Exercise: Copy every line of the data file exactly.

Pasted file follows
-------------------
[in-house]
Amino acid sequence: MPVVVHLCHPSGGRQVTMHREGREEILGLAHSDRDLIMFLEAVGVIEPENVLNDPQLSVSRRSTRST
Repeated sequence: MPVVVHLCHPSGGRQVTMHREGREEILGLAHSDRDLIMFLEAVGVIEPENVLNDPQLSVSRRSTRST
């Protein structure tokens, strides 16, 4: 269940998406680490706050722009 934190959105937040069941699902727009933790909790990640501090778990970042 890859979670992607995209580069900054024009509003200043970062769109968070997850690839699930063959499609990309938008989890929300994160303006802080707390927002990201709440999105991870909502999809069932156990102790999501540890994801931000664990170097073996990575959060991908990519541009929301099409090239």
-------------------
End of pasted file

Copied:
[in-house]
Amino acid sequence: MPVVVHLCHPSGGRQVTMHREGREEILGLAHSDRDLIMFLEAVGVIEPENVLNDPQLSVSRRSTRST
Repeated sequence: MPVVVHLCHPSGGRQVTMHREGREEILGLAHSDRDLIMFLEAVGVIEPENVLNDPQLSVSRRSTRST
């Protein structure tokens, strides 16, 4: 269940998406680490706050722009 934190959105937040069941699902727009933790909790990640501090778990970042 890859979670992607995209580069900054024009509003200043970062769109968070997850690839699930063959499609990309938008989890929300994160303006802080707390927002990201709440999105991870909502999809069932156990102790999501540890994801931000664990170097073996990575959060991908990519541009929301099409090239």